The 2018 Wilmington Blue Rocks offer entertaining minor league baseball. Instead of splurging for full or half-season packages, try one of the more affordable Mini Plans. There are three packages: 6, 9 or 12 games; day of the week, and the flex plan. All Mini Plan holders receive: A member gift (next year will be a Blue Rocks cap), an invitation to the member appreciation picnic on July 24, tickets to fireworks or giveaway games, and a flexible ticket exchange policy (and much more). In addition to those holder benefits, “each plan provides customers with a dedicated sales representative,” says Stefani Rash, director of ticket sales.

If the Mini Plan is not enough, give a full-season plan so your recipient not only receives a commemorative booklet, but also a plaque with his or her name on their season seat.

801 Shipyard Dr., Wilmington, 888-2015,

For the Aspiring Writer

Have a budding writer in the family? Whether they’re bloggers, poets, fiction or nonfiction writers, the 2018 Bay to Ocean Writers Conference hosted by the Eastern Shore Writers Association has something for them. The Saturday, March 10, conference at Chesapeake College in Wye Mills, Md., will have hands-on learning workshops focused on the “craft of writing,” specific genres, publishing and marketing, and social media for writers. The keynote speaker will be critically acclaimed author Christopher Tilghman, author of five novels who teaches at the University of Virginia.

Register by the end of the year for the early-bird price of $95. Regular price is $120 for non-members; $95 for members; and $55 for students with valid ID. The registration cost includes continental breakfast, lunch, afternoon snacks and all sessions, including the keynote.

Chesapeake College: 100 College Circle, Wye Mills, Md.,,

For the Beer and Wine Aficionado

The Dogfish Head From Grain to Glass two-hour tour leads you through off-limit parts of the brewery for a more in-depth look at the brewing and distilling process. The tour costs $30 per person with a maximum tour capacity of 20, so register early. In addition to the beer and cocktail tastings, you’ll walk away with Dogfish Head pint and shot glasses.

During the off-months, tour times may vary, so call ahead to ensure tour start times. Tours are booked on a first-come, first-served basis and are for those 21 or older.
6 Cannery Village Center, Milford, 888-dogfish,

Total Wine & More offers more than just libations and gifts. It also hosts various beer, wine and spirits classes for the serious enthusiast at its Claymont location on Naamans Road. Topics range from introductory wine classes to an advanced class focused on refining one’s palette (I hear Super Tuscan wines are quite fine). Total Wine & More also arranges private wine or beer classes for a minimum of 14 attendees up to the capacity for the room. Visit their website for a list of upcoming classes.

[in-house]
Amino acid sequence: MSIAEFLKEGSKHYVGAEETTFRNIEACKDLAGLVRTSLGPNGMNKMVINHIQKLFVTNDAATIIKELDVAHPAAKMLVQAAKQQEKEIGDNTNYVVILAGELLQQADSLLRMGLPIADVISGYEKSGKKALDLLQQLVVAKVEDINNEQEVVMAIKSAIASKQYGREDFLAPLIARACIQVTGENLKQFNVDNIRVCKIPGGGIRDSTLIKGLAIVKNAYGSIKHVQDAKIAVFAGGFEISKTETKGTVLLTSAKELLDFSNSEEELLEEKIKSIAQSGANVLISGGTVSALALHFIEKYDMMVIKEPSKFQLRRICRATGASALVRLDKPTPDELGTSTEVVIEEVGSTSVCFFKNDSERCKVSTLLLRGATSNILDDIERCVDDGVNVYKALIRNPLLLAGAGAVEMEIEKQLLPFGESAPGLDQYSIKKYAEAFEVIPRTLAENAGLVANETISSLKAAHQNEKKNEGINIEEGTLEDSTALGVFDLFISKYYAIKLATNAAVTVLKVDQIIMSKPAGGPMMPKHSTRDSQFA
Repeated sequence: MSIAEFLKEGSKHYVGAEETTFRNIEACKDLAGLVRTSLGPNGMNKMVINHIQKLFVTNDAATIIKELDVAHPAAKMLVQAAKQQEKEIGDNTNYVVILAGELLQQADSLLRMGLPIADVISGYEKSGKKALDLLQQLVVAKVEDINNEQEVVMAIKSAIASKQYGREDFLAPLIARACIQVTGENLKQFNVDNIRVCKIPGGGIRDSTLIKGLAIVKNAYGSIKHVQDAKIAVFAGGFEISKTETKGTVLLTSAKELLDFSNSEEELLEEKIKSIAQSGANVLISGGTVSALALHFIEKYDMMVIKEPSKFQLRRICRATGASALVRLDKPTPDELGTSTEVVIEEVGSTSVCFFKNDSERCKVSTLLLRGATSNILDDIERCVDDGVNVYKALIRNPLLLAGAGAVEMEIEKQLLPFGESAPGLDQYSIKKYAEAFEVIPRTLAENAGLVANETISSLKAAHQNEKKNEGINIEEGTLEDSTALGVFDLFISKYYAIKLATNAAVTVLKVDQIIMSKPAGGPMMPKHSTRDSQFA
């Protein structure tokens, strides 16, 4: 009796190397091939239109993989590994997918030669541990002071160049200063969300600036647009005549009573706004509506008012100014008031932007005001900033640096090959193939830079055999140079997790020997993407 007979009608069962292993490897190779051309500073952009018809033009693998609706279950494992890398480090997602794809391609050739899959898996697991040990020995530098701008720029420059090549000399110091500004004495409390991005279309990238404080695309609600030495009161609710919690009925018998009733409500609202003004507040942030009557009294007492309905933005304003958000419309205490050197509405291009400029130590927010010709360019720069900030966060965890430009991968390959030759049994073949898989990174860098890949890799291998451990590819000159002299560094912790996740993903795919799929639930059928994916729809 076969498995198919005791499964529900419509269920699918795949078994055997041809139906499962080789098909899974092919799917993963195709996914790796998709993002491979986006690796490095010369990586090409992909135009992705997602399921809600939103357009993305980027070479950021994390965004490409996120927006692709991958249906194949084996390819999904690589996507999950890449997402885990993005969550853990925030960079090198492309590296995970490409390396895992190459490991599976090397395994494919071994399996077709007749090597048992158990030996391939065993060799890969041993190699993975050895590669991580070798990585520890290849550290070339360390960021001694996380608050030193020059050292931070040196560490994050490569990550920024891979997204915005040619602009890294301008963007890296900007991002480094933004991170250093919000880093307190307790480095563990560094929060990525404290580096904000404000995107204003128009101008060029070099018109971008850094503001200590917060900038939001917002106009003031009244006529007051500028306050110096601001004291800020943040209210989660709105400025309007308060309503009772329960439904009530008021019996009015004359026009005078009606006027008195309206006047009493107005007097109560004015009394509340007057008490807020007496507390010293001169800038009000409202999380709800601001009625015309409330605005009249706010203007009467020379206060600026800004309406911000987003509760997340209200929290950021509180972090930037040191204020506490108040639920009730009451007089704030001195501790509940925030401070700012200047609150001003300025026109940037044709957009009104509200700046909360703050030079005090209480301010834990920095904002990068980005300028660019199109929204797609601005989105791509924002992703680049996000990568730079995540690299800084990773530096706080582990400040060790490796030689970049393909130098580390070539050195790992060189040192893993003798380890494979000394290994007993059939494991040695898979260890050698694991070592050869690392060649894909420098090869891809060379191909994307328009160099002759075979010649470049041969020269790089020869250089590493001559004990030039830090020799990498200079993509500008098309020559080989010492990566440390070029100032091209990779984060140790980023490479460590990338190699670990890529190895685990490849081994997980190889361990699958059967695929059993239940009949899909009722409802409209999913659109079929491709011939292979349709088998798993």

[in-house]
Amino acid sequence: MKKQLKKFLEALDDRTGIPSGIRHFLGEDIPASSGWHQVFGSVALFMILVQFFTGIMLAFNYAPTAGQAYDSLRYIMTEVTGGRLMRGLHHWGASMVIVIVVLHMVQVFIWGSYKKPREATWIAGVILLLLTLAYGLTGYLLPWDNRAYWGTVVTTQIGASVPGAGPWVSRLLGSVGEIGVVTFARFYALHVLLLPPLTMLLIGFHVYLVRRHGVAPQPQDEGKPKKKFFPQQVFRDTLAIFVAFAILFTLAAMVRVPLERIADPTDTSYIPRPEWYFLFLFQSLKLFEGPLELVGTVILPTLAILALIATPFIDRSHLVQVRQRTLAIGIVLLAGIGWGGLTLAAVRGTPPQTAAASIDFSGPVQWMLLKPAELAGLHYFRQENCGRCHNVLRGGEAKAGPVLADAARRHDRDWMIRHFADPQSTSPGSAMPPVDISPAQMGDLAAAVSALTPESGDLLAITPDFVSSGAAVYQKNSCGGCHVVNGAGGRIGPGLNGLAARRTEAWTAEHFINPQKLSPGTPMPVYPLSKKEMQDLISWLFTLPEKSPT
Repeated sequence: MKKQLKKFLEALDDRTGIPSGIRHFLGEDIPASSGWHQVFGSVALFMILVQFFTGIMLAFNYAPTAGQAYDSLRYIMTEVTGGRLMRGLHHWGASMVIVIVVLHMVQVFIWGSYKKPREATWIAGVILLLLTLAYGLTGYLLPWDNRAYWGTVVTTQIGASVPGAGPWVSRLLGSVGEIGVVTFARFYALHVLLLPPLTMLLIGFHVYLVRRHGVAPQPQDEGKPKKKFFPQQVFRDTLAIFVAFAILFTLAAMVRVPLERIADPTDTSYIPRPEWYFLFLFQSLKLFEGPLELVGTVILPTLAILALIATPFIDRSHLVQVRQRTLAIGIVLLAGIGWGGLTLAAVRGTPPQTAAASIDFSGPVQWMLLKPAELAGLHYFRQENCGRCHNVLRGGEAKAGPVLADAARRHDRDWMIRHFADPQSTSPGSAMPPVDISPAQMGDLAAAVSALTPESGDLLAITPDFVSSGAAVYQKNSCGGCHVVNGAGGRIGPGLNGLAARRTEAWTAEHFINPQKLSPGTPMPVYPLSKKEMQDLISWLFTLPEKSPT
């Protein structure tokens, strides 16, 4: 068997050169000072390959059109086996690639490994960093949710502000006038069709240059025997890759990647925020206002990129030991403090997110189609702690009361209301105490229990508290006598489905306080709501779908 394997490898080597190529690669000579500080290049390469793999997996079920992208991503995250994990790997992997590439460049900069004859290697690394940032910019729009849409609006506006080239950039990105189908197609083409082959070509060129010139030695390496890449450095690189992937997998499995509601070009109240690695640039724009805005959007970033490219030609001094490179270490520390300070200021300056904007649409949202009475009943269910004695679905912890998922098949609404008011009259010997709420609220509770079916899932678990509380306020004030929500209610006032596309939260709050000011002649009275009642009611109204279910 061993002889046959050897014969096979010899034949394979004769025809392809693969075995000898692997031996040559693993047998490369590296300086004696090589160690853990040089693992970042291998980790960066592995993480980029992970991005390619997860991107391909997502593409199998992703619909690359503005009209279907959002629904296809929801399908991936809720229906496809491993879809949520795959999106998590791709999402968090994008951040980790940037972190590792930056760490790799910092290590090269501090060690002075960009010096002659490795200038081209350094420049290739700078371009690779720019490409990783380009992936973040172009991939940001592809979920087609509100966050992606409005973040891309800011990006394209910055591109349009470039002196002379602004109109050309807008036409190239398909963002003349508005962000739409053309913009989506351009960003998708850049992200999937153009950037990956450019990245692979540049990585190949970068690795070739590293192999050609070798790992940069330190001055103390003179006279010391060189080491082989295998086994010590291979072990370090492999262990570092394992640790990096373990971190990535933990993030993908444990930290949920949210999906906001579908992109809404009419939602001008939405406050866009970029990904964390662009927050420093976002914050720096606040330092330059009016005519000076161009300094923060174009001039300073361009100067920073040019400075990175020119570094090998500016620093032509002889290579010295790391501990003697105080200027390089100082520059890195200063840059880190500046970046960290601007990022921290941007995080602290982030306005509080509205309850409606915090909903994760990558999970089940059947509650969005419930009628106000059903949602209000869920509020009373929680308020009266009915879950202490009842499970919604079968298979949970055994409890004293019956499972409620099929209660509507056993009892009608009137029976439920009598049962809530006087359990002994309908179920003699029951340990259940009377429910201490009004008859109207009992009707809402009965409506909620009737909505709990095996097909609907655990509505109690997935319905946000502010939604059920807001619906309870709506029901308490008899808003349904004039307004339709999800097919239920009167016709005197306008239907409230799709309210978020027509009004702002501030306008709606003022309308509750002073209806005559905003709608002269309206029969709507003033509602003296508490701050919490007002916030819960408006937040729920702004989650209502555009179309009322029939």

Northtowne Plaza, 691 Naamans Rd., Claymont, 792-1322,

For the Rock Fan

Firefly 2018 pre-sale passes are now sold out, so why not head to Wilmington’s darling theater, The Queen. Now managed by Live Nation, The Queen has “turned it up to 11” with its rock-heavy lineup thanks in part to Talent Buyer Christianna LaBuz, who has brought more regionally and nationally known acts to the historic venue. Here’s a short list of notable upcoming performances:

February: The Wailers (2/8); Less than Jake (2/16);
Blues Traveler (2/22)

March: Anders Osborne (3/15); Drive-By Truckers (3/28)

Still interested in attending Firefly? It will be held at Dover International Speedway on June 14-17, 2018.
Or if your recipient loves all types of music genres, consider a digital music subscription to one of the popular streaming sites like Spotify, Pandora or Apple Music for an on-demand, ad-free experience.
Firefly: 1131 N. Dupont Hwy., Dover, 855-281-4898 (ticket support),

The Queen: 500 N. Market St., Wilmington, 730-3331,

For the Athlete

Open from late November through February, the Riverfront Rink is the perfect place to bring the family or your significant other for a leisurely skate. The ice rink holds up to 350 guests and admission is only $8 for adults and $5 for children. Skates can be rented for $3 per person. Open skate is available Monday through Thursday from 4 to 9 p.m. and skate sessions (1.5 hours minimum) are in effect Friday through Sunday at times posted on the website. The Riverfront Rink will be open through March 4, 2018. If you’re feeling extra generous this holiday season, the rink can be rented for private parties for 150 guests starting at $2,500.

308 Justison St., Wilmington, 650-2336,

For the Home Cook
(who takes pictures of all their food for Instagram)

Delaware Technical Community College (DTCC) offers a wide range of personal enrichment courses for those who want to expand their knowledge or technical abilities. All courses are hands-on and led by a strong network of adjunct instructors.

“This spring, there will be a range of culinary classes including vegan cooking, dumplings and tapas, samosas and flatbreads, and sushi,” says Lisa C. Hastings-Sheppard, senior special programs director in the Office of Workforce Development and Community Education.